“Design-build” means a procurement process in which both the final design and construction of a project are procured from a single design-build entity. (Pub. Contract Code, § 6801(c).) As it has on every design-build project authorization on the state highway system, both before and after the passage of SB 2X 4, the Legislature in SB 2X 4 specifically identified engineering services to be performed by Caltrans. For these design-build projects, the Legislature called for Caltrans to perform preliminary engineering work. The design-build entity then completes the final design and constructs the Project, and Caltrans is assigned to perform construction inspection. In assigning tasks to Caltrans, the Legislature stated Caltrans could either perform those services with state employed engineers, or with consultant engineers retained by Caltrans directly. The Court of Appeal found that under Section 143(f)(1) “CalTrans is only required to be responsible for the performance of the work on the Project. CalTrans is not required to actually perform the work.” (Emphasis in original, Slip Op. at p. 6.) The court reached this conclusion despite legislative history that showed the Legislature was knowingly assigning these tasks to be performed by Caltrans staff or its consultants. The Chaptered version of SB 2X 4 passed by the Legislature in the Legislative Counsel’s Digest provides: The bill would provide that the Department of Transportation is the responsible agency for the performance of certain tasks and the preparation of certain documents, relative to projects on the state highway system, where a regional transportation agency is otherwise the sponsor of the project. The bill would state that the department may perform those functions with department employees or with consultants contracted by the department. 4
While this leaves no doubt that the Legislature assigned this work to Caltrans and intended for Caltrans to actually “perform those functions” with its employees or with Caltrans retained consultants, the Court of Appeal ruled otherwise. While SB 2X 4 made changes to Section 143 (f)(1) requiring that Caltrans perform certain functions, other sections of Section 143, the only statutory authority for P3s on the state highway system, were left intact. The Court of Appeal decision erroneously ignores the original legislative intent of the language in Section 143 requiring tolls on projects and requiring that projects result in new facilities supplemental to the existing state highway system. Assembly Bill 680 added the original Section 143 to the law in 1989. There is no dispute that the original purpose was to allow private industry to propose, build and operate toll roads. The toll roads were required to be supplemental, or additional to state owned facilities, and were to be paid for with private money rather than public funds. Contrary to the Court of Appeal decision, SB 2X 4 did not repeal Section 143’s existing requirements that P3 projects be funded by tolls or user fees, and did not amend the provision that projects be for new facilities supplemental to existing state owned transportation facilities. The Court of Appeal decision simply ignores this clear legislative language and history. The Presidio Parkway project to replace Doyle Drive is the first P3 project on the state highway system to be attempted under SB 2X 4. The Presidio Parkway project did not originate as a P3. Rather it proceeded under a traditional design-bid-build procurement method 5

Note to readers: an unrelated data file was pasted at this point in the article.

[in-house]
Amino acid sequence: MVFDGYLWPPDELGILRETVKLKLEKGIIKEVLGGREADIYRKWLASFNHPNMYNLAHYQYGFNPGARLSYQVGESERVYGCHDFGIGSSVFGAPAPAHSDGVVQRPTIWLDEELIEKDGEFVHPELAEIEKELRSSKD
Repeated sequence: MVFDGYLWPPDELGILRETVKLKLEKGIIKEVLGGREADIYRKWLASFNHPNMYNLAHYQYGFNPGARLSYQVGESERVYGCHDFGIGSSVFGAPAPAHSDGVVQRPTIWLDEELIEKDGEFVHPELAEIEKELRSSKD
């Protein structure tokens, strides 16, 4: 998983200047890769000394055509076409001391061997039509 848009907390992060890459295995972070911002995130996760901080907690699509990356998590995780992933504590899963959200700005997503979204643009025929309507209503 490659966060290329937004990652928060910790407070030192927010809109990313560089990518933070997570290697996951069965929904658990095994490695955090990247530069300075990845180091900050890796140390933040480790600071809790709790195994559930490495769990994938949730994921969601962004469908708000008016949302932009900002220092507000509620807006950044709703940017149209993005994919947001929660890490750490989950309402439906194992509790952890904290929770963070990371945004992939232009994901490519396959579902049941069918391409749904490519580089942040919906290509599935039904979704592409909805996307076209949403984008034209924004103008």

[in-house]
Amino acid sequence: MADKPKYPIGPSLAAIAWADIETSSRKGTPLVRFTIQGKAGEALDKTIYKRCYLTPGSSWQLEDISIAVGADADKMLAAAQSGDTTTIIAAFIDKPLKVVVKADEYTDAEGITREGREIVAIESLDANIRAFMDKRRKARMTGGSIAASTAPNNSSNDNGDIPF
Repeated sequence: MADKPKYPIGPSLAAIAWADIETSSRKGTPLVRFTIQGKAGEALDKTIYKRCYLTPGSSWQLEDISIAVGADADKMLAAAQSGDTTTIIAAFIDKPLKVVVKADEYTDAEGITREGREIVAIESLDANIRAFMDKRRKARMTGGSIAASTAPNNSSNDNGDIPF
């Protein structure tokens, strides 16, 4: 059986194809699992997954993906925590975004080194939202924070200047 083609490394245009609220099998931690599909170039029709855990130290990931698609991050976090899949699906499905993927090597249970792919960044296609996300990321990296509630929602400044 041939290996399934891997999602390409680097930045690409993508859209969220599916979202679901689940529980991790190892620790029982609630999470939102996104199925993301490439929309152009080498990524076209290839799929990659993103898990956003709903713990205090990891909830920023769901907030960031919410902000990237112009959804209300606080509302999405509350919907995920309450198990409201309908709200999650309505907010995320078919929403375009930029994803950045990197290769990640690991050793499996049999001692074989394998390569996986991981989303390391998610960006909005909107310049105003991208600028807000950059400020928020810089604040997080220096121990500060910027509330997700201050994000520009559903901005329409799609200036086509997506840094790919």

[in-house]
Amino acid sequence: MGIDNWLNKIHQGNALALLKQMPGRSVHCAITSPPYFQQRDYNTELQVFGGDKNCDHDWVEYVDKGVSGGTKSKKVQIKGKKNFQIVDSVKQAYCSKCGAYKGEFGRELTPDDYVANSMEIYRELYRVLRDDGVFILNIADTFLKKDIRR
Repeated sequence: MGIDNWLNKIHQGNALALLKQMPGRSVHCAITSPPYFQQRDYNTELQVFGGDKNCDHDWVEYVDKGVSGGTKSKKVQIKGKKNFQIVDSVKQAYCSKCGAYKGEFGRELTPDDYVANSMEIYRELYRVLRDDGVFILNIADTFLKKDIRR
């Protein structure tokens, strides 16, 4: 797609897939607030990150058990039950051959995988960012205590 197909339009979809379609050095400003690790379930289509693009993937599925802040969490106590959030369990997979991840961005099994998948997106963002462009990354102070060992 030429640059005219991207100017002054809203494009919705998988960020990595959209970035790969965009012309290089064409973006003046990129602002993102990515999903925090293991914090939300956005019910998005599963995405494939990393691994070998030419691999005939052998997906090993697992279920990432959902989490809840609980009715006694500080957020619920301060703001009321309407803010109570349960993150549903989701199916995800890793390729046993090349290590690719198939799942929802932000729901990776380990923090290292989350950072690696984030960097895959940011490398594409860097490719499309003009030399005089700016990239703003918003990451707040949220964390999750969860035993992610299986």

with a plan to utilize the traditional pay as you go constructionfinancing model. The preliminary engineering work on this project was not done by Caltrans, as required by the statute. The Project does not result in a new facility, but rather is a replacement project and is not supplemental to the existing state highway system. Finally, the cost to complete the Project is not funded by tolls or user fees at all, but rather will be repaid through payments out of the State Highway Account over the next 30 years. As the Presidio Parkway project was being considered for conversion from a design-bid-build project to a P3, separate and distinct legal opinions of counsel to the California Transportation Commission, the Legislative Counsel and a finding of the Legislative Analyst’s Office each concluded the Project would not be eligible for conversion to a P3 as follows: In a detailed 16-page analysis tracking the statutory language and legislative history, counsel for the Respondent California Transportation Commission concluded that Section 143 contained the same “financing provisions” of the original AB 680, and therefore allowed private investment to be repaid only from tolls or user fees. That analysis also concluded that section 143 prohibited the “availability payments,” which are the financing mechanism for this project. Finally, the opinion found that the original language of Section 143, as added by AB 680, requiring projects to be supplemental to existing facilities still controlled. (AA Vol. 2, 000274-289.)